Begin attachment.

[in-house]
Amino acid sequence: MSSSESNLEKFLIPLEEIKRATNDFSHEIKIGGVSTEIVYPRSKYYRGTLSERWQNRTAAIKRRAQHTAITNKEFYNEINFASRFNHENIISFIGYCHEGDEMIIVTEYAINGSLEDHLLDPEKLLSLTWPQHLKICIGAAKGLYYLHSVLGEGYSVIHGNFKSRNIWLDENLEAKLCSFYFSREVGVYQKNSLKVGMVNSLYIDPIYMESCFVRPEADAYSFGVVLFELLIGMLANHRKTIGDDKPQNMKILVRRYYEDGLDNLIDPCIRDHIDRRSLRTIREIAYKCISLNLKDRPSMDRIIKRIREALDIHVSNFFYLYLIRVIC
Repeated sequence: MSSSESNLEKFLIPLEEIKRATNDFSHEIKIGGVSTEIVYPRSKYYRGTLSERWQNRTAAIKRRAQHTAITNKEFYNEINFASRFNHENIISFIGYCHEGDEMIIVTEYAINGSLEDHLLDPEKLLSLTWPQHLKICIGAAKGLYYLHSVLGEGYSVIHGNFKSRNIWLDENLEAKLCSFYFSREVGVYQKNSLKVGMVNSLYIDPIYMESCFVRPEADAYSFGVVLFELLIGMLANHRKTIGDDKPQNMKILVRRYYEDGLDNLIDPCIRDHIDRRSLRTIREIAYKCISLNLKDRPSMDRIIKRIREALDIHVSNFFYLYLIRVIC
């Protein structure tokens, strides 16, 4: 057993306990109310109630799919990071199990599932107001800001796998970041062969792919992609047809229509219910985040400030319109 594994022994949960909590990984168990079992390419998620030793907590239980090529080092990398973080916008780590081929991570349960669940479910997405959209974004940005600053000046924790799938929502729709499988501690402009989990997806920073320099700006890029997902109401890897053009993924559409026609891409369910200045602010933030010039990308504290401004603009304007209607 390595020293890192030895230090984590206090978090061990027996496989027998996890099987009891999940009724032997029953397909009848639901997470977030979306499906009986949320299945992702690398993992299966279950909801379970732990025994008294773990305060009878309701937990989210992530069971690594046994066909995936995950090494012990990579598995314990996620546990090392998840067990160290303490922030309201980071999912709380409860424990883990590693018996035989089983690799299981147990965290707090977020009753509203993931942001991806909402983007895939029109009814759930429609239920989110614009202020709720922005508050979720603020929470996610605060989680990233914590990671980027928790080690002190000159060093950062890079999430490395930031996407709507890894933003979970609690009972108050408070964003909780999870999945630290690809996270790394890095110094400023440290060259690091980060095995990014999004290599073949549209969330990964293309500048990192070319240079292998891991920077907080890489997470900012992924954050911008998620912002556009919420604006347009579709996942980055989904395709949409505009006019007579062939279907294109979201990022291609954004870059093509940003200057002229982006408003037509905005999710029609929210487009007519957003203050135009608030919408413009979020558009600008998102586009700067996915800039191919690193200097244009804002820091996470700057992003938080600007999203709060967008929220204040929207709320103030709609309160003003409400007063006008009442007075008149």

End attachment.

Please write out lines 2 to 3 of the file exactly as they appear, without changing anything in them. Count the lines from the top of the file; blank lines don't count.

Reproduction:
Amino acid sequence: MSSSESNLEKFLIPLEEIKRATNDFSHEIKIGGVSTEIVYPRSKYYRGTLSERWQNRTAAIKRRAQHTAITNKEFYNEINFASRFNHENIISFIGYCHEGDEMIIVTEYAINGSLEDHLLDPEKLLSLTWPQHLKICIGAAKGLYYLHSVLGEGYSVIHGNFKSRNIWLDENLEAKLCSFYFSREVGVYQKNSLKVGMVNSLYIDPIYMESCFVRPEADAYSFGVVLFELLIGMLANHRKTIGDDKPQNMKILVRRYYEDGLDNLIDPCIRDHIDRRSLRTIREIAYKCISLNLKDRPSMDRIIKRIREALDIHVSNFFYLYLIRVIC
Repeated sequence: MSSSESNLEKFLIPLEEIKRATNDFSHEIKIGGVSTEIVYPRSKYYRGTLSERWQNRTAAIKRRAQHTAITNKEFYNEINFASRFNHENIISFIGYCHEGDEMIIVTEYAINGSLEDHLLDPEKLLSLTWPQHLKICIGAAKGLYYLHSVLGEGYSVIHGNFKSRNIWLDENLEAKLCSFYFSREVGVYQKNSLKVGMVNSLYIDPIYMESCFVRPEADAYSFGVVLFELLIGMLANHRKTIGDDKPQNMKILVRRYYEDGLDNLIDPCIRDHIDRRSLRTIREIAYKCISLNLKDRPSMDRIIKRIREALDIHVSNFFYLYLIRVIC